Las Vegas, located in southern Nevada near the Colorado River, is the largest city in the state. Discovered by Spanish explorers in 1829 and settled by Mormons in the 1850s, the area that would become Las Vegas developed as a stopping point for settlers on their way to California.
At the turn of the century, railroads helped grow the city, but the most significant development came in 1931, when gambling became legal in Nevada. Casinos and hotels sprung up in the downtown area; after World War II, “the strip” was created, with huge hotels, restaurants and entertainment and gambling complexes that lure vacationers and fortune seekers from both coasts. Las Vegas now has more hotel rooms than any city in the world, and 19 of the world’s 20 largest hotels. Those looking to visit should have no problems finding a travel agent that is well equipped to highlight all that Las Vegas has to offer. With no city or state taxes and new hotels constantly creating jobs, Las Vegas attracts young transplants seeking fortunes from its bustling economy.
Throughout the 1960s and 1970s, Henderson remained a relatively small factory town. In the early 1980s, the first master planned community, Green Valley, was plotted. Henderson’s population in 1980 was 24,363; by 1990 it had more than doubled, and by the end of the twentieth century Henderson had reached 175,381. Local estimates project the 2010 population will reach 310,000 as a steady stream of new residents and businesses continue to be attracted to the area. By 1999 Henderson overtook Reno as Nevada’s second largest city.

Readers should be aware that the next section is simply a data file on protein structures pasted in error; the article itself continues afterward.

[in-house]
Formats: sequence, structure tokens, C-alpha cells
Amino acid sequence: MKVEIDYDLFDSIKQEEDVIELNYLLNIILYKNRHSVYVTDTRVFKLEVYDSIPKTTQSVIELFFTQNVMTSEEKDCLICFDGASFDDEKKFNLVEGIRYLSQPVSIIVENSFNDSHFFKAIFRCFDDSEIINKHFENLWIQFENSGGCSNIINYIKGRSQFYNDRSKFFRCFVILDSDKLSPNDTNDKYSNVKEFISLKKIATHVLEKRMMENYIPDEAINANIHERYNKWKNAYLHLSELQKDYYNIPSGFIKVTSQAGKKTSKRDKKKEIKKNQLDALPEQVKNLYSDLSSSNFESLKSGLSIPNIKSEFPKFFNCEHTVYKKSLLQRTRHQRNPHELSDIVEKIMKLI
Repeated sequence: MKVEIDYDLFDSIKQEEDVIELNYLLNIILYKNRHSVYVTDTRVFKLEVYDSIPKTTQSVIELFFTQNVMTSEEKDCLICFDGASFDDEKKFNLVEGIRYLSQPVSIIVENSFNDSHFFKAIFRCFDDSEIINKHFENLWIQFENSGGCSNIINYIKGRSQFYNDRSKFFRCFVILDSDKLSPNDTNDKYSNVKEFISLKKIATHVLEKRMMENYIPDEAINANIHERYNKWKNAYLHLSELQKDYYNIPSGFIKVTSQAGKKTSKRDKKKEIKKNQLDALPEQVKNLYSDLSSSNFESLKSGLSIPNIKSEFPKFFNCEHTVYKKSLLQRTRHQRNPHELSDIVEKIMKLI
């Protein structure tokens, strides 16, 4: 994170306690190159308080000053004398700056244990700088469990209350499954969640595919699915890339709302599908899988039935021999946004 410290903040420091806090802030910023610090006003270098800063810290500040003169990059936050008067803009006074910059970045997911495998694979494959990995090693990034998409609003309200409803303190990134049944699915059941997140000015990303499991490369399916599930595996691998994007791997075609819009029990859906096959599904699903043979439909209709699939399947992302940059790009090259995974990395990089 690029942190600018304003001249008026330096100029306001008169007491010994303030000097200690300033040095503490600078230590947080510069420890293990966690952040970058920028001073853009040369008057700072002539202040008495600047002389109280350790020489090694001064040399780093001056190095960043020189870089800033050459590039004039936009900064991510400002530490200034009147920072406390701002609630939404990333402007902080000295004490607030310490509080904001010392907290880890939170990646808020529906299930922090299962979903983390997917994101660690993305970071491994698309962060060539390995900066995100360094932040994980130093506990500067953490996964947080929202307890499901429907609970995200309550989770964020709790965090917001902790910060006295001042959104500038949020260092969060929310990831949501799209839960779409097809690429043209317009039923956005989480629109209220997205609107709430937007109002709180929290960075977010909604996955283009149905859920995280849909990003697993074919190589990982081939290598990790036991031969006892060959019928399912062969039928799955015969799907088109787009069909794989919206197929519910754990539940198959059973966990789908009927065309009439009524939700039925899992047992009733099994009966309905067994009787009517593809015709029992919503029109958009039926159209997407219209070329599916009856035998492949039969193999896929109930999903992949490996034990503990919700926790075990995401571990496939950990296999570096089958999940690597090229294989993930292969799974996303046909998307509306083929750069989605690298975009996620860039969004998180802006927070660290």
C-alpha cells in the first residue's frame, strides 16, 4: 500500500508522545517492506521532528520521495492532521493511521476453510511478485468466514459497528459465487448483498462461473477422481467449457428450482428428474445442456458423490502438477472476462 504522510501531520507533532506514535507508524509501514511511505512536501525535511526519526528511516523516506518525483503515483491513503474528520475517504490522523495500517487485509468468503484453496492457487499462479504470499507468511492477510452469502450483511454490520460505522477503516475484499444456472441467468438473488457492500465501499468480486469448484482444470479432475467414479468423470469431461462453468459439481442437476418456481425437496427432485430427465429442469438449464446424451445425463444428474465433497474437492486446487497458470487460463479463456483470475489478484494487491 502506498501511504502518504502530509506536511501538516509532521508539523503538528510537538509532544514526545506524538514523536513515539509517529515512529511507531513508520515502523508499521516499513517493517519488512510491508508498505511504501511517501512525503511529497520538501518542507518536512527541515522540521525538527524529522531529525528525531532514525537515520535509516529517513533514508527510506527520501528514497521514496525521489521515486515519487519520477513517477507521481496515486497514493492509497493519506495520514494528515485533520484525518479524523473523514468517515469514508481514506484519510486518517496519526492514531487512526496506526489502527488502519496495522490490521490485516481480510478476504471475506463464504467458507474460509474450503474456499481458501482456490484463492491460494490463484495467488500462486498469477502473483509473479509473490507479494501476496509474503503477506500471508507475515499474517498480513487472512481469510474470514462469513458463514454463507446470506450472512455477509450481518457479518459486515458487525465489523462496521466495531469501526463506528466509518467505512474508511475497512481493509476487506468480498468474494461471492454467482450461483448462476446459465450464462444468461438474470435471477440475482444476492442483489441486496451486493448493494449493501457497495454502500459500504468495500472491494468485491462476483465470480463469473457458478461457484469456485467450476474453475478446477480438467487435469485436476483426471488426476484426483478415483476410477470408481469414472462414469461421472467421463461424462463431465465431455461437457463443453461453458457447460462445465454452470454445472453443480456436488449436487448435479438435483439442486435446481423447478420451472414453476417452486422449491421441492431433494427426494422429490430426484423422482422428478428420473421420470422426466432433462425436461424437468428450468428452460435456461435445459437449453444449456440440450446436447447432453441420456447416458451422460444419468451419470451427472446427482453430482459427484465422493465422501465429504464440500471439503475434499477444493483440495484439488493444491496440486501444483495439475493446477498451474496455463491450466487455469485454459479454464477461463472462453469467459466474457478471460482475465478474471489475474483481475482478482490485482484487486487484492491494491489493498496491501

The city celebrated its 50 year birthday in 2003. Henderson’s unparalleled growth in the past two decades shows little signs of slowing. It’s no wonder that Nevada’s second largest city, with a thriving economy, master-planned communities, world-class recreation, and proximity to several of the country’s national and man-made treasures, is one of the fastest-growing cities in the nation.
Boulder City was designed to be a model city. It was built by the Six Companies and U.S. Government to provide homes for the men building Boulder (now Hoover) Dam. The Federal Government owned the entire town for nearly 30 years until January, 1960 when the town was turned over to the State of Nevada. Boulder City is still very much a government town, with many of its residents working for the National Park Service, Bureau of Reclamation, Nevada Department of Fish & Game, Department of Energy, Bureau of Land Management, and Western Area Power Administration.
While most cities in the American west are relatively new compared to older cities in the east and elsewhere, Boulder City, Nevada is significantly historic with regard to its creation and relationship to the Hoover Dam.
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